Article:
WEDNESDAY, Jan. 22, 2014 (HealthDay News) -- New U.S. government
statistics show there's still a major divide among women when it
comes to infertility: Poor, nonwhite and less educated women are
the least likely to seek services to get pregnant.
A federal report released Wednesday also showed that the
percentage of women aged 15 to 44 who have sought infertility
treatment or assistance has actually declined since 1982, despite
advances in technology designed to help women have babies.
This could be a sign that women are waiting longer to try to
have children, since the researchers didn't track women beyond age
Still, "we're not seeing dramatic increases over time in women
who have had any type of medical service for infertility," said
report author Anjani Chandra, a health scientist with the U.S.
National Center for Health Statistics.
Chandra said federal researchers launched their report in an
effort to understand trends in fertility treatment, "especially
given that there's so much media coverage about the esoteric and
unusual situations that arrive with multiple births. There's
definitely an impression in the media that these treatments are
dramatically increasing over time, and that infertility itself is
also on the rise."
A previous report, co-authored by Chandra and published last
August, found that infertility itself isn't increasing. It had
actually dropped from 8.5 percent to 6 percent of married women
between 1982 and 2010, the researchers found. The new report is
based on surveys of more than 22,000 men and women aged 15 to 44.
The surveys were taken between 2006 and 2010.
Researchers found that 17 percent of women aged 15 to 44 had
sought fertility services, which include seeking advice about
getting pregnant, infertility testing, artificial insemination and
drug treatments. That number was 20 percent in 1995. Among women
aged 24 to 44, advice, testing, drug treatments and medical
assistance to prevent miscarriage were the most commonly used
The percentage of women who had never had children and sought
fertility services also dropped, from 56 percent in 1982 to 38
percent in the new study's timeframe.
"We think this is a consequence of delayed childbearing among all women," Chandra said. "They're not necessarily getting married or trying to have a child until later on, and may be more likely to pursue infertility [services] beyond the age of 44."
Arthur Greil, a professor of sociology at Alfred University in
New York who studies access to treatments for infertility, said
Chandra's speculation makes sense.
"Women, and especially middle-class white women, are delaying having a first child even longer than before," he said. "Part of that reason may be because they have confidence that infertility treatments, when they need them, will work. For a lot of them, it's a false confidence because the treatments work better when you're young."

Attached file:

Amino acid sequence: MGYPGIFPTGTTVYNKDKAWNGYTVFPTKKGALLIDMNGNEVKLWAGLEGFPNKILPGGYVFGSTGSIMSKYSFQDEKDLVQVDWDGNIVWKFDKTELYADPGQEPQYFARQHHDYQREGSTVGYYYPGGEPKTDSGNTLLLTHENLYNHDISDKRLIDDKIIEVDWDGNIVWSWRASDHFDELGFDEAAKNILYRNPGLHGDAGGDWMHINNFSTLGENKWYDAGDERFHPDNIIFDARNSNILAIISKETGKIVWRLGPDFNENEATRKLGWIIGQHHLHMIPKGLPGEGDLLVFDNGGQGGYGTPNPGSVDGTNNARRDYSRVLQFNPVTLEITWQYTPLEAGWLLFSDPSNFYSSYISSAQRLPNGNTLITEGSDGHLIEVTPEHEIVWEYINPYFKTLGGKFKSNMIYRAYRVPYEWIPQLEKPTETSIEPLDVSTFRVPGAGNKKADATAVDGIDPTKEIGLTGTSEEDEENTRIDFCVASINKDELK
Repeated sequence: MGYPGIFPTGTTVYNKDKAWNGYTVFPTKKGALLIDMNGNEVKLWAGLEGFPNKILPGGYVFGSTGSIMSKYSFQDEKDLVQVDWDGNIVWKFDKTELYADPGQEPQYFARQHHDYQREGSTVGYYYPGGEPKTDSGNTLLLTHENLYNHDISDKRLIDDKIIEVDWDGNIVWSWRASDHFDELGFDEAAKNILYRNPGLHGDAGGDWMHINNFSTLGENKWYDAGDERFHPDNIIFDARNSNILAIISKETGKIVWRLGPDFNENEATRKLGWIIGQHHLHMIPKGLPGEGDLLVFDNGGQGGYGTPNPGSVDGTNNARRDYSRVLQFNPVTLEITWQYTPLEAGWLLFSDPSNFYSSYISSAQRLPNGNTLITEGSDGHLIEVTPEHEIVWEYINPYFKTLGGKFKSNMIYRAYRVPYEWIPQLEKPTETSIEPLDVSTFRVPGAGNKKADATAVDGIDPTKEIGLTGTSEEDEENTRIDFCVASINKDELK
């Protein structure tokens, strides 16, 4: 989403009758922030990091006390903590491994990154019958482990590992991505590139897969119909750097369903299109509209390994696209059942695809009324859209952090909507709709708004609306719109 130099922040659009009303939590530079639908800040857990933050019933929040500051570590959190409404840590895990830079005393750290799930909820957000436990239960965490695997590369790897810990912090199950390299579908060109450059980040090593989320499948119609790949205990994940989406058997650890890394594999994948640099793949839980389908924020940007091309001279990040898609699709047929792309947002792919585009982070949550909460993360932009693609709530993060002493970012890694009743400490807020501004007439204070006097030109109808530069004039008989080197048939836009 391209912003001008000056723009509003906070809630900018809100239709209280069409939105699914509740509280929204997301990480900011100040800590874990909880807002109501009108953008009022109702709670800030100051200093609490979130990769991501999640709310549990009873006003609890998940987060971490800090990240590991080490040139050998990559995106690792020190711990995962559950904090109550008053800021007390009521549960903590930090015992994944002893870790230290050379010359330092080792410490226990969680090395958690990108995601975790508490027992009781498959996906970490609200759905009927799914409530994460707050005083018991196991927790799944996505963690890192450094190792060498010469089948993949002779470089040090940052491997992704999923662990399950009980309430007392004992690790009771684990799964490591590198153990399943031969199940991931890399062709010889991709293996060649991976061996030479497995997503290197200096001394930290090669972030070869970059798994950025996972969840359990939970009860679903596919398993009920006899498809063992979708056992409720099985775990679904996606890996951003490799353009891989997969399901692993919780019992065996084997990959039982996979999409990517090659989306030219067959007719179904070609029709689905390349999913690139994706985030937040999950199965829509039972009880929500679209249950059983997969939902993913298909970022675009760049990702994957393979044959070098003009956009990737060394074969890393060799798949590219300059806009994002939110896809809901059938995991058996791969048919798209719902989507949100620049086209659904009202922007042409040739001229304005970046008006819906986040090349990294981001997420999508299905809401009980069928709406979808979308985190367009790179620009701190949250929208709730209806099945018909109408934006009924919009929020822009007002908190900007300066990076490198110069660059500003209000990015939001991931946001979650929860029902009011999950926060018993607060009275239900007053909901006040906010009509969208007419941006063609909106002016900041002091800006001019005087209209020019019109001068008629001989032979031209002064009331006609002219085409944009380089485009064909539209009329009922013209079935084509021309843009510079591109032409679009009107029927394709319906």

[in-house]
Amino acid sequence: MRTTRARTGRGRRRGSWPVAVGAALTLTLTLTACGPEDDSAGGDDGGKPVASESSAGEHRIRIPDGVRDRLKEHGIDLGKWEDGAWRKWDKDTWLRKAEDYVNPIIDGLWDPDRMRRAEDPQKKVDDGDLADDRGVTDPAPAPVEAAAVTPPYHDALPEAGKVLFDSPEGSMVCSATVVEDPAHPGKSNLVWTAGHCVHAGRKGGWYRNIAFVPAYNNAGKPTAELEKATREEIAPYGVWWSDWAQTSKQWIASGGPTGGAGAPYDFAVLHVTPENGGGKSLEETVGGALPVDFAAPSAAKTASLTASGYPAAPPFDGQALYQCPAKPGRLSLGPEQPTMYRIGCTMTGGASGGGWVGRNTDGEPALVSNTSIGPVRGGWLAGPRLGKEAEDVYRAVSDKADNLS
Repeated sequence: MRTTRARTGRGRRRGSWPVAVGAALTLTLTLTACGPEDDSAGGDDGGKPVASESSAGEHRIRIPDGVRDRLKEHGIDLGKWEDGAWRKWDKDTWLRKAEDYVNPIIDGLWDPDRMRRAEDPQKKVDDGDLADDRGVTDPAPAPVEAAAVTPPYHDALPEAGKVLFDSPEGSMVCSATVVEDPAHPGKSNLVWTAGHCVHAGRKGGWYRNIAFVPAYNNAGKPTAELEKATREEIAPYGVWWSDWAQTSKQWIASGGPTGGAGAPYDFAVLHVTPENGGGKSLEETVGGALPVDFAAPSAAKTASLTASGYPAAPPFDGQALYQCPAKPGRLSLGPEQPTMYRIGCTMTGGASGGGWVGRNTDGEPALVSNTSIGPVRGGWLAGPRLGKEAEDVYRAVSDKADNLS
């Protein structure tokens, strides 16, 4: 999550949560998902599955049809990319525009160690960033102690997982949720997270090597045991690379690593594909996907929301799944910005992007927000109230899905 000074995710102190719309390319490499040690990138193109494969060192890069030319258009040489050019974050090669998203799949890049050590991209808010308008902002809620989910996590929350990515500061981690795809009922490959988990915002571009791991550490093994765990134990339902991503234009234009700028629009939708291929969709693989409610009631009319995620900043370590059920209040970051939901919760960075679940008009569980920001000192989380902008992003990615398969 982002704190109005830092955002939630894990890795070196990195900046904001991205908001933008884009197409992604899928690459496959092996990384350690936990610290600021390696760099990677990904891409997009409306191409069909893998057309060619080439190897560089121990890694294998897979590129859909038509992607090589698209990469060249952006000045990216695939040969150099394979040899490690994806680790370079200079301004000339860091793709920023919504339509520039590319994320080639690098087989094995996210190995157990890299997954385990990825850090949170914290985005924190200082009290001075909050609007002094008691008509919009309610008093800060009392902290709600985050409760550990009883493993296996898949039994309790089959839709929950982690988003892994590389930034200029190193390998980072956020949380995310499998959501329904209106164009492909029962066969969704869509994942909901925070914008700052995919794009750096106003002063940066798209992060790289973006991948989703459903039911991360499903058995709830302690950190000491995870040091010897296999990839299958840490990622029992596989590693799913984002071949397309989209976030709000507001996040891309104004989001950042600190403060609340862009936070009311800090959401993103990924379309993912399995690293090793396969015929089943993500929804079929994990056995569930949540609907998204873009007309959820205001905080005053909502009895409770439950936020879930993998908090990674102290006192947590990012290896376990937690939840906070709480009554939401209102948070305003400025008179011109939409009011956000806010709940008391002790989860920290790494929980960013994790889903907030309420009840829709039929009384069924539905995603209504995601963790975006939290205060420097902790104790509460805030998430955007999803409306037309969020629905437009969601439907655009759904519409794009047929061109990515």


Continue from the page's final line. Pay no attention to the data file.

The researchers behind the new study found that 21 percent of
the wealthiest women had sought fertility services, compared to 13
percent of the poorest women. Fifteen percent of white women aged
15 to 44 had gotten medical treatment for infertility, compared to
only 8 percent of Hispanic and black women.
Previous research has shown that fertility rates among women are
about the same, regardless of income levels and race, Chandra said.
And research suggests that poorer women and minority women share
the same desire for children as other women, she added.
So why the disparity?
Lack of money and insurance definitely play a role, said Greil.
The treatments can be very expensive and may not always be covered
But money isn't the only issue, he said. "Whites and Asians are
much more likely to have partners and families who encourage
fertility treatments. African Americans and Hispanics, to a lesser
extent, are less likely to be encouraged by family members and
partners to use fertility treatments. Part of the issue may be that
these groups have less trust in medical institutions," he said.
It's unclear how much difference health care reform under
Obamacare will make in terms of access for the number of poor and
nonwhite women who turn to infertility treatments, Greil said.
Research in Massachusetts, which has a health care system similar
to the one that's now being adopted nationally, suggests that "even
when health insurance covers in-vitro fertilization, women of color
and poorer women were still less likely to get treatment," he
The message, Greil said, is: "There's more going on than just
For more about
infertility, visit the U.S. National Library of Medicine.
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